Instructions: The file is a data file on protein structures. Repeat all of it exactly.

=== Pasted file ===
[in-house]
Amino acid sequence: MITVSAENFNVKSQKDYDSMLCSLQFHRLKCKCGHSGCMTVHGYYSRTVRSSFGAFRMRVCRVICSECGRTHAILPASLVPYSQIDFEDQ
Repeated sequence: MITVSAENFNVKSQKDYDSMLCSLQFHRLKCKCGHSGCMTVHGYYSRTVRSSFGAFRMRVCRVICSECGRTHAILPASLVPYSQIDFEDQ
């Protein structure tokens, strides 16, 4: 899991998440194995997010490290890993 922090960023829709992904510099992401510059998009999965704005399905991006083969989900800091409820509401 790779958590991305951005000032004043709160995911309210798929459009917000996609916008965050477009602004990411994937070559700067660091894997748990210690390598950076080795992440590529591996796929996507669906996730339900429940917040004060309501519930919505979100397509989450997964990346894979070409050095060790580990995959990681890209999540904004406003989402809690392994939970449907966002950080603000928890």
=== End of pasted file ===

[in-house]
Amino acid sequence: MITVSAENFNVKSQKDYDSMLCSLQFHRLKCKCGHSGCMTVHGYYSRTVRSSFGAFRMRVCRVICSECGRTHAILPASLVPYSQIDFEDQ
Repeated sequence: MITVSAENFNVKSQKDYDSMLCSLQFHRLKCKCGHSGCMTVHGYYSRTVRSSFGAFRMRVCRVICSECGRTHAILPASLVPYSQIDFEDQ
């Protein structure tokens, strides 16, 4: 899991998440194995997010490290890993 922090960023829709992904510099992401510059998009999965704005399905991006083969989900800091409820509401 790779958590991305951005000032004043709160995911309210798929459009917000996609916008965050477009602004990411994937070559700067660091894997748990210690390598950076080795992440590529591996796929996507669906996730339900429940917040004060309501519930919505979100397509989450997964990346894979070409050095060790580990995959990681890209999540904004406003989402809690392994939970449907966002950080603000928890």